Now any item with the class .clickAction when clicked with load a 1px by 1px transparent iframe at the bottom of the page and register as a conversion. This approach is pretty simple so feel free to reach out if you have questions. Happy analyzing.

In today’s competitive e-commerce market there is always buzz about SEO and how companies now “specialize” in getting you to page 1 on Google. This simple guide is a practical DIY method for doing SEO content optimization that doesn’t overwhelm and over complicate or cost a bundle.

This is designed for the novice and provides a simple guide to consider when creating every page in your site. The results are a solid ranking that when coupled with the right keyword research can attain the rankings and sales all Yahoo! store owners are looking for.

SEO is about having a guide to how you write content on your site and research of what your target market is looking for. True optimization should be built around “providing the best user experience possible“ not only trying to sell something.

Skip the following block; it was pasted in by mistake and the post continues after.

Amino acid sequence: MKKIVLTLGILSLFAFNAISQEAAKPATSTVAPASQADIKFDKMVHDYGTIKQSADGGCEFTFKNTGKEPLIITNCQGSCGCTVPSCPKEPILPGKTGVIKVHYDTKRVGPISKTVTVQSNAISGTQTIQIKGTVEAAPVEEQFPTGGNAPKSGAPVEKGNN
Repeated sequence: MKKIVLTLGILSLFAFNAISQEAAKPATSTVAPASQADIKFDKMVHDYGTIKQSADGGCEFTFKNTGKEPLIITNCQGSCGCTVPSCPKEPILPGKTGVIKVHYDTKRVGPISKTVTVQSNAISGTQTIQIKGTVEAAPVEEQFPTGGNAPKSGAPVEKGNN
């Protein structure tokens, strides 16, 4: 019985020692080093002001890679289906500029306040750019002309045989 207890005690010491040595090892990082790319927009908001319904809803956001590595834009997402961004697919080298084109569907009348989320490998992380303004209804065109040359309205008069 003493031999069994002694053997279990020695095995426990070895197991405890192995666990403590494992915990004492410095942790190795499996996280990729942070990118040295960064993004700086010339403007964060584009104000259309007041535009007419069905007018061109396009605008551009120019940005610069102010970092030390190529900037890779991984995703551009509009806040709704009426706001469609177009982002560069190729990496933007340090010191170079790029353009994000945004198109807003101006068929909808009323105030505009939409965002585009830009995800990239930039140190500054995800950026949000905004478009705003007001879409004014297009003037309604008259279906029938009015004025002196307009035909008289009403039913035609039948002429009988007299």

The key to page level SEO is consistency in your content. Analytics seems to scare most online store owners that I speak with as they think it is this mystical software that will provide all the answers to make their business successful. It can be a tool to achieve success, but not unless you know what you are using it to look for.

SEO is never done“… Sorry but it is the truth. In order to maintain a strong profitable ranking your content constantly needs to be evaluated and adjusted. Analytics is a tool to find the answers.

What are my customers looking for?

What keywords are bringing in visitors that buy { convert } ?

What content on my pages is counter-productive ?

Consistency is imperative. If you know the top keywords for a particular page after studying analytic reports and your competition, yes you should be looking at what they are doing, then lets move into how to put that information into practice.